The male body positive Instagram influencer who ditched his six pack
A man who "wasted years" trying to sculpt his body has become an Instagram influencer on body positivity.
"I always used Instagram for inspiration on losing weight," said Stevie Blaine, 26, aka @bopo.boy.
But after seeing his clothes size tumble from XXL to extra small, family and friends said he had "gone too far".
His 15,000 followers include singer Sam Smith and actor Jameela Jamil who tagged him to her 1.6 million followers.
"My message is that it's perfectly OK to be unapologetically you," he said.
"And that you don't feel the pressure to conform to a particular beauty standard to make you more valid or worthy because everyone is valid the way they are."
Mr Blaine, from Hampshire, said his 10-year "obsession" with losing weight was inspired by images of film stars with "ripped" bodies.
"I needed to have a six pack," he said.
"I lost an insane amount of weight in my early 20s and was really unhealthy.
"I was counting every single calorie.
"It was literally just enough for me to survive on."
He would visit the gym every day after running an hour back from work.
But it was a chance view of a post on Instagram that changed his life.
"One day I saw a plus-size girl on the beach living her life with a belly roll.
"I thought 'I've been wasting the last 10 years trying to be somebody else'."
Mr Blaine said when he started his Instagram account bopo.boy he "went head first into the body positive movement and saw that there weren't any men".
"I want to be the role model that I desperately needed that could have saved me 10 years of destroying my body," he said.
Follower Sam Smith has taken up the cause of body positivity with a post vowing to "reclaim my body" .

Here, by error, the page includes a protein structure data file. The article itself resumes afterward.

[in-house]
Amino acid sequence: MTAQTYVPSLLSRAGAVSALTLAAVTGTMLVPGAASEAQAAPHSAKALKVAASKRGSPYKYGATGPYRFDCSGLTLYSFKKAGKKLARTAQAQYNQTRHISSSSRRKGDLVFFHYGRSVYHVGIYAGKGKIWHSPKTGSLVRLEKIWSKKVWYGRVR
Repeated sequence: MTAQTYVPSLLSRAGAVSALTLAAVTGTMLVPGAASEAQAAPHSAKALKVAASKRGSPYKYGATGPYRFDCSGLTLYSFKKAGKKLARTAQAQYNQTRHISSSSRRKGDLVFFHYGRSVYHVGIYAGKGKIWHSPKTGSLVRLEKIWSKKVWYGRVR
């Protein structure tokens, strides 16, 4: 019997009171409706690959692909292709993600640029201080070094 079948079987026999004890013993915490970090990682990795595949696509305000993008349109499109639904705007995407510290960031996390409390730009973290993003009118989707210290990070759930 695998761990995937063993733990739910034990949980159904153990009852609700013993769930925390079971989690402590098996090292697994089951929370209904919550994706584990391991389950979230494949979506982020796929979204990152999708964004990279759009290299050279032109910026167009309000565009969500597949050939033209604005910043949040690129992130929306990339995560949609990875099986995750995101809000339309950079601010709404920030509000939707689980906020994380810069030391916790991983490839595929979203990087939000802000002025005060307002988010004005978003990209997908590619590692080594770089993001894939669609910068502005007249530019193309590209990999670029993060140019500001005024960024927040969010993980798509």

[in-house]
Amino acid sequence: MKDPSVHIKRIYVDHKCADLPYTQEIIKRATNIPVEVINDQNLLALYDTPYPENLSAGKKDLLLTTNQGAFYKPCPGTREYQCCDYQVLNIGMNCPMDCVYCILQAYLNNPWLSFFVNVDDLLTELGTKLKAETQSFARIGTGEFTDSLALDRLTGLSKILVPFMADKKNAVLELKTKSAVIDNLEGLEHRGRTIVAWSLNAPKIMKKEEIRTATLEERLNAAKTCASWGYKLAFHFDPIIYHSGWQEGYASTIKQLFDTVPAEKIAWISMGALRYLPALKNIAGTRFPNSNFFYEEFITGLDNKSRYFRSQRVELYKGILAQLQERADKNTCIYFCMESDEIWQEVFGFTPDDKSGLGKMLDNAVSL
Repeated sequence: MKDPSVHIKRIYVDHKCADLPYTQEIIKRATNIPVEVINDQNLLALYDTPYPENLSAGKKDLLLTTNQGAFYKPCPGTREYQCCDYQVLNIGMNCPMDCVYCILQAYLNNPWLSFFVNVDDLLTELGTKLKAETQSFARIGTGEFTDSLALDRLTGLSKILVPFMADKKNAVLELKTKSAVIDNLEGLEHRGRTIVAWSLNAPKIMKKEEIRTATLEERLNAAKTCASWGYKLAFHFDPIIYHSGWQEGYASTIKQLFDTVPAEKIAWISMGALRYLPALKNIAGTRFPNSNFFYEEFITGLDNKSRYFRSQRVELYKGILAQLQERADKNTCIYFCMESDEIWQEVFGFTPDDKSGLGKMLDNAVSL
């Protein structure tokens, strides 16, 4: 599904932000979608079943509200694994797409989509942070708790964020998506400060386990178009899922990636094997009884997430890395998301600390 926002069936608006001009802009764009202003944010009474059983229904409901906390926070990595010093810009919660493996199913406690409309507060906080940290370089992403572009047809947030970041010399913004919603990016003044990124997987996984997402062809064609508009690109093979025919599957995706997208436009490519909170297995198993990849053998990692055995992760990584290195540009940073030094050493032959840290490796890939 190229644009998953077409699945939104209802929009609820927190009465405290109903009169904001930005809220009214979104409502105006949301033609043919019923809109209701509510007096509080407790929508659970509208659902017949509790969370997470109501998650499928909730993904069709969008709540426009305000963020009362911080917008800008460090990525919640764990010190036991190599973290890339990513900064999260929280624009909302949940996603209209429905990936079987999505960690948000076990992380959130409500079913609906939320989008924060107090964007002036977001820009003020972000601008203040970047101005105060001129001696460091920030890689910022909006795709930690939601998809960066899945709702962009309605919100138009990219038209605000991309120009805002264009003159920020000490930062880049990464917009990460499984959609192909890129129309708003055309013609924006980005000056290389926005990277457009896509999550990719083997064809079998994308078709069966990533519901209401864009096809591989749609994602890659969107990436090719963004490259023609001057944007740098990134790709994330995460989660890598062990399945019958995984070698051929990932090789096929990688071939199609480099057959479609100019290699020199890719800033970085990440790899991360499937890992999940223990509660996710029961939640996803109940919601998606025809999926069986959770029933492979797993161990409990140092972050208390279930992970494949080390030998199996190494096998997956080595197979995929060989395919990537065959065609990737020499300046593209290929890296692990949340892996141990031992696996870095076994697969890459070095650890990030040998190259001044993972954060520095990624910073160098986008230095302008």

Instagram said there had been 2.8 million #bodypositivity posts on the site and it was growing "as people connect with others and become empowered to share their real selves".
"Every day we see people come to Instagram to promote a positive body image, redefine body standards and find their own versions of beauty, using campaigns such as #acneisnormal and #myrealselfseptember," said a spokesperson.
How do I know if I'm exercising too much?
The Body Dysmorphic Foundation has identified some signs that you can look out for:
- Panicking if you cannot work out
- Excessive work outs and weight-lifting
- Missing life commitments to exercise
- Steroid or supplement abuse to increase muscle mass
- Obsessively comparing and scrutinising your body
In a 2016 survey of more than 1,000 boys aged between eight and 18, 55% said they would consider changing their diet to look better and 23% said they believed there was "a perfect male body to strive for".
"I was in a school and asked if anyone had uploaded a picture to social media that wasn't edited and none of them had," said Mr Blaine.
"For women there are many body types that are considered beautiful but for for men it's one.
"Unless you have six-pack abs and a chiselled jaw you are not considered an attractive guy."
And he's taking his message to festivals including Bodykind in Totnes where he will be speaking to local schoolchildren.
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He has also worked with The Mix and Ditch the Label charities and is a young ambassador for Instagram "so I talk to kids about how to protect themselves online".
"People come up to me and say 'You're the first person who has made me feel good about myself'.
"Now I exercise three times a week but it's more to do with how I feel than trying to look a particular way. I just really enjoy swimming and badminton."
If you have been affected by issues in this story, there is help and advice here.